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«A Thesis Submitted for the Degree of PhD at the University of Warwick This thesis is made available online and is ...»

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F. Price, 'Imagining Faces: The Later Eighteenth-Century Sentimental Heroine and the Legible, Universal Language of Physiognomy', British Journal for Eighteenth-Century Studies 6, 1 (Spring 1983), p.9 Celibacy and Marriage that, whilst virtue in a man "is inferred but from conduct and action," in women it is "visible in the sweetness and modesty of her exterior."99 However, for such visibility to be enabled in a portrait and for character to appear in the features, the sitter usually had to be depicted in response to some external stimulus. The valorisation of the sentimental mother rendered the child a particularly ideal prompt as the offspring on her lap could stimulate gestures of attentiveness, tenderness and affection, imbue her features with significant meaning and allow the expression of emotion justified by a proper object. Indeed, as one press review declared: "Beauty always appears most lovely when recommended by the affectionate ties of kindred."loo Third, the issues of display and extravagance in dress and personal ornamentation generated problems concerning the garb of sitters. On the one hand, clothing and jewellery were essential signifiers of class and status, particularly in an age when trends changed so rapidly and when the accessibility of fashion was so widespread that maintaining the appearance of a well-born lady was both timeconsuming and expensive. On the other, an over-fondness for personal adornment suggested an employment of one's husband's money for frivolous ends, redirecting it from its proper utilisation within the household. The 'historical' garb, or "that bedgown" as the Duchess of Rutland disparagingly referred to it, popularly adopted by Reynolds and taken up by many other fashionable London portraitists, provided a 99 F. Douglas, Reflections on Celibacy and Marriage; in Four Letters to Friend (London, 1771), p.ll The Morning Herald, 14 April 1784. The critic was discussing Reynolds's portrait, Lady Harrington and two of her children (178617, Private Collection), in which the main sitter is shown "in the amiable character of a mother, engaged in play with her offspring."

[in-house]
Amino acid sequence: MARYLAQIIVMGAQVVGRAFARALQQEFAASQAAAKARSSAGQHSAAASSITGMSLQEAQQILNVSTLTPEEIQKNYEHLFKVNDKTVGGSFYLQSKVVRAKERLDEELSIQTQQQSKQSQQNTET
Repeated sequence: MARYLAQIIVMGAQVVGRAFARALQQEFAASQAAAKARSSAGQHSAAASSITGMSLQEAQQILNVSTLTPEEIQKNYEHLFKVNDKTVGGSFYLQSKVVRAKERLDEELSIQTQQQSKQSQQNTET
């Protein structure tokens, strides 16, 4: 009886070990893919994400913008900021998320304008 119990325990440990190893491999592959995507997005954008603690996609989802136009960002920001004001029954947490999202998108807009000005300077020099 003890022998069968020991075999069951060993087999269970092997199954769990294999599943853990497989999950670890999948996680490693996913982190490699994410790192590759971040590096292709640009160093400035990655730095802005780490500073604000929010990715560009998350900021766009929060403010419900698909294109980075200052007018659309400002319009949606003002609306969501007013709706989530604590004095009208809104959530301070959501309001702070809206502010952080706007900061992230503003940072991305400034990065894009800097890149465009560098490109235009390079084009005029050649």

useful solution.I° 1 This is not to say that this was the main motivating force behind its adoption. Clearly, it connected the female sitter with the admired Roman Matrons of antiquity, it elevated the portrait by suggesting a certain timelessness and it bestowed a sculptural quality on the figure. However, it also removed the sitter from concerns of display, from the vagaries and whims of contemporary fashion and thus enabled the dignifying of the female form.